IFOP is directed by Laurence Parisot, who is also president of Medef, an organization which Sarkosy's brother was vice-president of.
IPSOS is managed by Nicolas Bazire, personal adviser to Nicolás Sarkozy and witness at his last marriage.
Opinionway was founded by Hugues de Cazenave, also close to Sarkosy.
There is also SOFRES, who is a shareholder is the American investment fund Fidelity; LH2 (ex-Louis Harris) that was sold by TNS to two of its leaders, and BVA that has as a shareholder the Rothschild investment funds.
Without prejudging a systematic political orientation, it is easy to imagine, although we are dealing with quite a restricted group, that the most sensitive will be treated in the same way... or not at all.
Regarding the questions that elicit a particular answer, they are so obvious that certain polls are simply shameful. Moreover, journalists will not say anything about the owners of the opinion polls or their activities. This lack of professionalism amounts to spreading misinformation.
Free information is consubstantial (and inseparable) from democracy. It is incredible that such a powerful force, that is to say the media, is legally permitted to have such consanguinity with economic and political powers. A democracy that allows this to happen does not work properly in the constitutional sense of government for all.
CONCENTRATION OF ALL AUTHORITY IN SINGLE HANDS
None of the financial entities that own Media dedicate themselves uniquely to this activity. And, with the exception of Bertelsmann, journalism is not these companies' primary objective. These are groups that have the distinction of having the State as a client: construction, public works and armament. To put it undiplomatically, they owe their power and riches to the requisitions made by politicians with public money. Something that poses serious political problems.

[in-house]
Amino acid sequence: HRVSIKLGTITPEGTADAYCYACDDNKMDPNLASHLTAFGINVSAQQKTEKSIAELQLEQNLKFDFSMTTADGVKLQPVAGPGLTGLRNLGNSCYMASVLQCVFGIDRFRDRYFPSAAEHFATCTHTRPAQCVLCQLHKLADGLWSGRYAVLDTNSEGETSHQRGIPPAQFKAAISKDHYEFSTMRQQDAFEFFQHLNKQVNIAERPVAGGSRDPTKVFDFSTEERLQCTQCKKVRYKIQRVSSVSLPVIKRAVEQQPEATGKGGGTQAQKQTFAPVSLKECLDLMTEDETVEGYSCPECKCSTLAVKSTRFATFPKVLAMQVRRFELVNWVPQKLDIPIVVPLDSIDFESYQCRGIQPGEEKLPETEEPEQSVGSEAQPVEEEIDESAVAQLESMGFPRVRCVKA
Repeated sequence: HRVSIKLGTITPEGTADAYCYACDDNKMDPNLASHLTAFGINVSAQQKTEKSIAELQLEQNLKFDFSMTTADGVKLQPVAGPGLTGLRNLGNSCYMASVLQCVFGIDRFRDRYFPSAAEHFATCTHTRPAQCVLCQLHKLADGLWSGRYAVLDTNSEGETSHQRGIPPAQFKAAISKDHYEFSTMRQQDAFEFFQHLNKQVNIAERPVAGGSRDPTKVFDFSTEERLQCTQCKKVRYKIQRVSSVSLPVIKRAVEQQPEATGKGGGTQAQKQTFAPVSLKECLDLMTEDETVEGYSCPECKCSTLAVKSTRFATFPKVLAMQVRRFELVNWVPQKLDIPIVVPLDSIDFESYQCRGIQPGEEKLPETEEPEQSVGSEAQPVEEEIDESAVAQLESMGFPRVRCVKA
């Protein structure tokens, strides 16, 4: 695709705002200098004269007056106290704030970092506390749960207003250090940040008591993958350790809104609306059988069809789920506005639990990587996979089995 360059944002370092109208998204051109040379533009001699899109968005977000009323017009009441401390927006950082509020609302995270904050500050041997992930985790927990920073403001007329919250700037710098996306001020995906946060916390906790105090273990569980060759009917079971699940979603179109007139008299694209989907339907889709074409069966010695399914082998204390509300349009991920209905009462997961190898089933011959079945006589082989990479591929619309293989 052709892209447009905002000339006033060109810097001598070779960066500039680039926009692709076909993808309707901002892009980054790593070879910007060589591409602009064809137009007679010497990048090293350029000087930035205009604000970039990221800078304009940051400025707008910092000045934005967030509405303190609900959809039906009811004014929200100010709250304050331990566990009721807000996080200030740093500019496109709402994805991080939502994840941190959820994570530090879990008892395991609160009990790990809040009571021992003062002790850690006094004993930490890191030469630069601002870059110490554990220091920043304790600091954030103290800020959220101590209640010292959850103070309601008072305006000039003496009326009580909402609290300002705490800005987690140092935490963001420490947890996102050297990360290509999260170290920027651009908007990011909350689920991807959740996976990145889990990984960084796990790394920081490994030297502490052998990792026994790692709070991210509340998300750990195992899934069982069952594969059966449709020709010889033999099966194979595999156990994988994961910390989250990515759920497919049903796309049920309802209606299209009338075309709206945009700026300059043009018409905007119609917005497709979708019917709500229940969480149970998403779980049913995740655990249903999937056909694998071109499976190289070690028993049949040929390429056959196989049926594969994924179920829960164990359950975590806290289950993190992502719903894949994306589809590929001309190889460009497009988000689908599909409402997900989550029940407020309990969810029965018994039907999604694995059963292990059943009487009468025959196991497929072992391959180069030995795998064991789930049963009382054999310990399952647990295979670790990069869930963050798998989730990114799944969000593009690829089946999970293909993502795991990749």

The groups that control television have the ability to use the power that this powerful tool provides them for the benefit of their other activities. Something that is not done openly. But, for example, the activities in Africa of the large French groups, such as Bolloré, will not be reported.
Increasingly, there is a dependence on political power vis-a-vis media power. If the group needs the State, it has all the means to provide it with all possible support. In return, they will receive orders which are very large at these levels.
Why do these companies, epitomes of capitalism, at this point invest in the chronically unprofitable press sector?